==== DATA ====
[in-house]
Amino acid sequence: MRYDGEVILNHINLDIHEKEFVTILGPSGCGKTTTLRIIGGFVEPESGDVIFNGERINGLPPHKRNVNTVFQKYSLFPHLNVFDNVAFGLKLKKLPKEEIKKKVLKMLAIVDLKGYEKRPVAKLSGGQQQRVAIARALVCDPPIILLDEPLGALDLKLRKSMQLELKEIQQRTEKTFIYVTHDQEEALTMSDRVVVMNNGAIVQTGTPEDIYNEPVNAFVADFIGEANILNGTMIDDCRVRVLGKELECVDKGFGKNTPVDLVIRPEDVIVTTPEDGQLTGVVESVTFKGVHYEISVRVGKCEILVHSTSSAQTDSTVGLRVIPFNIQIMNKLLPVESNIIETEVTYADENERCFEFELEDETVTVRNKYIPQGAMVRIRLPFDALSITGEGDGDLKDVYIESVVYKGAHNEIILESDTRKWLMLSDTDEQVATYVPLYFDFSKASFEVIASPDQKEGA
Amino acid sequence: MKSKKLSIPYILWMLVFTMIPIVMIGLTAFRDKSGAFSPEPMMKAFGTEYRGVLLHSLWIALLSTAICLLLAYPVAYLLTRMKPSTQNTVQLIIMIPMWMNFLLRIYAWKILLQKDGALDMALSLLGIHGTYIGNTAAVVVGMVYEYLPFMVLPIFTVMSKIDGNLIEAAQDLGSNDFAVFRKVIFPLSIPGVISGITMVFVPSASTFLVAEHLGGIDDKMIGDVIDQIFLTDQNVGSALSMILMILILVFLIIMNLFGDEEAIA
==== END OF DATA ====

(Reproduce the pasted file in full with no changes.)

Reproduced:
[in-house]
Amino acid sequence: MRYDGEVILNHINLDIHEKEFVTILGPSGCGKTTTLRIIGGFVEPESGDVIFNGERINGLPPHKRNVNTVFQKYSLFPHLNVFDNVAFGLKLKKLPKEEIKKKVLKMLAIVDLKGYEKRPVAKLSGGQQQRVAIARALVCDPPIILLDEPLGALDLKLRKSMQLELKEIQQRTEKTFIYVTHDQEEALTMSDRVVVMNNGAIVQTGTPEDIYNEPVNAFVADFIGEANILNGTMIDDCRVRVLGKELECVDKGFGKNTPVDLVIRPEDVIVTTPEDGQLTGVVESVTFKGVHYEISVRVGKCEILVHSTSSAQTDSTVGLRVIPFNIQIMNKLLPVESNIIETEVTYADENERCFEFELEDETVTVRNKYIPQGAMVRIRLPFDALSITGEGDGDLKDVYIESVVYKGAHNEIILESDTRKWLMLSDTDEQVATYVPLYFDFSKASFEVIASPDQKEGA
Amino acid sequence: MKSKKLSIPYILWMLVFTMIPIVMIGLTAFRDKSGAFSPEPMMKAFGTEYRGVLLHSLWIALLSTAICLLLAYPVAYLLTRMKPSTQNTVQLIIMIPMWMNFLLRIYAWKILLQKDGALDMALSLLGIHGTYIGNTAAVVVGMVYEYLPFMVLPIFTVMSKIDGNLIEAAQDLGSNDFAVFRKVIFPLSIPGVISGITMVFVPSASTFLVAEHLGGIDDKMIGDVIDQIFLTDQNVGSALSMILMILILVFLIIMNLFGDEEAIA